By Prof Graham Paddock
What if owners are not informed of levies raised?
Q1a. Hi Professor,
In terms of s37(2), liability for contributions levied under subsection (1) accrues from the passing of a resolution by the trustees and may be recovered by the BC by action in court. In addition, PMR 31(3) requires that owners are advised in writing within 14 days after the AGM as to what contributions are payable, and such amounts become payable in instalments, as determined by the trustees.
My question: If the resolution had been passed as required but the owners were not informed in writing as to what is payable (the instalments), would it be possible for a difficult owner to refuse to pay the contributions as he or she was not advised in writing as required per PMR 31(3)? It would seem to me that s37(2) is the overriding factor in the liability to pay the contributions even if payment has to be made in a lump sum, if necessary, on later written notification rather than the instalments indicated per PMR 31(3).
A1a. Section 37(2) of the Act, as you say, provides that the resolution of the trustees is the legal act that gives rise to owners’ legal liability for levies, but does not provide for notice to owners. So in order to complete a “cause of action” by the body corporate against owners, a notification or demand is required.
PMR 31(3) complements section 37(2) of the Act by providing specifically for that notification, specifying the period in which it must given, calculated from the end of the AGM, and further providing for the possibility that the amount may not be due as one capital sum but in instalments determined by the trustees – which is, of course, the normal situation.
I suppose that one could re-phrase your query as: “If trustees pass the resolution but do not send out notices to owners, is the amount due and payable in one lump sum?” In that case, the trustees could not start collection until a demand for payment had been given to owners. The demand would have to be sufficient in the particular circumstances to allow the owners to know what amount or amounts have to be paid and what the due dates are.
Q1b. Thank you Professor,
Therefore if the required notice or demand had not been sent, this could be done at a later stage and the payment could be stipulated as an initial lump sum to cover the outstanding and unpaid contributions for the initial period prior to the giving of notice, and in addition the balance of the accrued contributions payable in instalments on specific dates. Should an owner not perhaps have some responsibility in law to ask for a notice in this case? This is not a real-time situation that I have described but just an interesting possibility.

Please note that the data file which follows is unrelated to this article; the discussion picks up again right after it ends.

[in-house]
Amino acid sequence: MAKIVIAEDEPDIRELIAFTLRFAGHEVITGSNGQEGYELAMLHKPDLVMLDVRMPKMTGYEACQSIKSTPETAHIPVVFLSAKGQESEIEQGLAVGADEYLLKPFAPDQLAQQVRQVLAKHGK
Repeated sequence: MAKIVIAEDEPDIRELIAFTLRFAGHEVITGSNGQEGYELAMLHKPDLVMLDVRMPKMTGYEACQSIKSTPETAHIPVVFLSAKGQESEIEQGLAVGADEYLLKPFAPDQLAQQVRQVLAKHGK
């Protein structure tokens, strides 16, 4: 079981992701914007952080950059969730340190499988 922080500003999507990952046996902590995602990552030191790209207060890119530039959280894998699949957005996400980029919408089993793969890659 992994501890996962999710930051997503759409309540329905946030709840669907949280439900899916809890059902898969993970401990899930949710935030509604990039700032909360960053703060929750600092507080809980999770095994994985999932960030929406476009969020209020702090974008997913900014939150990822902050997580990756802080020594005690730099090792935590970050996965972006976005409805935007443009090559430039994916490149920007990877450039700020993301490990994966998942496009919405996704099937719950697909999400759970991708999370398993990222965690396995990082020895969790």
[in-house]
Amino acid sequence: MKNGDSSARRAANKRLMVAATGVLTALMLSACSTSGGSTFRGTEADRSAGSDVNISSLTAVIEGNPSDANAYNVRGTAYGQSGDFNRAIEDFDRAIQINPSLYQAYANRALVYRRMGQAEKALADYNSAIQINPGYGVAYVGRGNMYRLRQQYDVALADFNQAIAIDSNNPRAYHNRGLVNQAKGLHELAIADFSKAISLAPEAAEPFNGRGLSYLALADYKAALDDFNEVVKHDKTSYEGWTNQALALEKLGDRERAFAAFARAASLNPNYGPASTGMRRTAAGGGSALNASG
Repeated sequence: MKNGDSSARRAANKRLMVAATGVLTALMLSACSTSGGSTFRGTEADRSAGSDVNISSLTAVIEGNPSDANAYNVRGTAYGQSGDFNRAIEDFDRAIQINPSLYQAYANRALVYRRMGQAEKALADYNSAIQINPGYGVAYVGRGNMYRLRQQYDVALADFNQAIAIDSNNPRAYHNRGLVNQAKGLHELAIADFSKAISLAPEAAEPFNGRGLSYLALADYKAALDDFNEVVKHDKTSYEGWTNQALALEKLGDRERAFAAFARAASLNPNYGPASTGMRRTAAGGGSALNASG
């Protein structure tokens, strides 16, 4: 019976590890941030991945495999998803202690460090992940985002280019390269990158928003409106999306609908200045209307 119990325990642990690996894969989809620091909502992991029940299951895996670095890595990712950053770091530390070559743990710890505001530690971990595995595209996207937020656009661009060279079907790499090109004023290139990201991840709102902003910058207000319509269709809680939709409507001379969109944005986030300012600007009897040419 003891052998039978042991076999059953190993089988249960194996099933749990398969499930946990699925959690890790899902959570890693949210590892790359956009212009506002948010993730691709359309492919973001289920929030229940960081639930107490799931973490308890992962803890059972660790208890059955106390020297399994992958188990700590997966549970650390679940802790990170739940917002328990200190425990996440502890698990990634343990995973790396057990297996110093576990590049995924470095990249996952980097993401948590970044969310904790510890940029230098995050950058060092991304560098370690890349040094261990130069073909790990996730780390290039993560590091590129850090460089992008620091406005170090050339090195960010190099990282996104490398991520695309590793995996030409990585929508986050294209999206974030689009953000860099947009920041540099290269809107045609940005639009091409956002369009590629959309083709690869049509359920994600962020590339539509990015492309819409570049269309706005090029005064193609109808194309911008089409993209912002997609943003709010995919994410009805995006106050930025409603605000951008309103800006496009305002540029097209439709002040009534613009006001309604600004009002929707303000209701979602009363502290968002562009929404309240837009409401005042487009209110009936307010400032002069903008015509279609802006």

A1b. Yes, the notice could be sent out later. Although a 14-day period is specified, the levies will not be invalid if the notice is sent out later. And yes, the notice could deal with the amounts due for the period prior to its dispatch and separately for the balance of the financial year.
In practice, owners will have payment arrangements in place and the annual implementation of a new levy in any event occurs some time after the end of the financial year, so the initial payment required in terms of the notice could be designed to require payment of a “topping up” amount to account for an increase.
Owners will certainly know that levies must continue. But they are not under a legal obligation to ask for a notice. The body corporate is the party that needs to ensure that the notice is given.
No vote in certain circumstances / forming a quorum
Q2: Good morning Graham,
My question relates to PMR 64, which sets out when an owner is disqualified from voting. Where an owner is disqualified but is present at a meeting, do they still form part of the quorum? I know that PMR 57 says that “present and entitled to vote” – but since they are still entitled to vote in certain circumstances I am confused. This question raises its head so often and I would really like to have a definitive, professional answer!
A2: The requirement in PMR 57(2) reflects the common law rule that in order to be counted for the purposes of establishing a quorum, a person needs to be entitled to vote.
In the situation where some persons present at a general meeting are entitled to vote for special or unanimous resolutions but not for ordinary resolutions, the quorum requirements will change depending on what type of business is on the table. So it a meeting may be “quorate” for some items of business but not for others.
In practice, if a meeting gets to an item of business and finds that it is not competent to deal with it because of a lack of a quorum, the meeting could be adjourned to get the necessary level of owner representation. This is the time to get on the cellphone! But if an adjournment is not likely to cure the problem, the item cannot be dealt with and must be abandoned for the time being.
Article reference: Paddocks Press: Volume 6, Issue 3, Page 5
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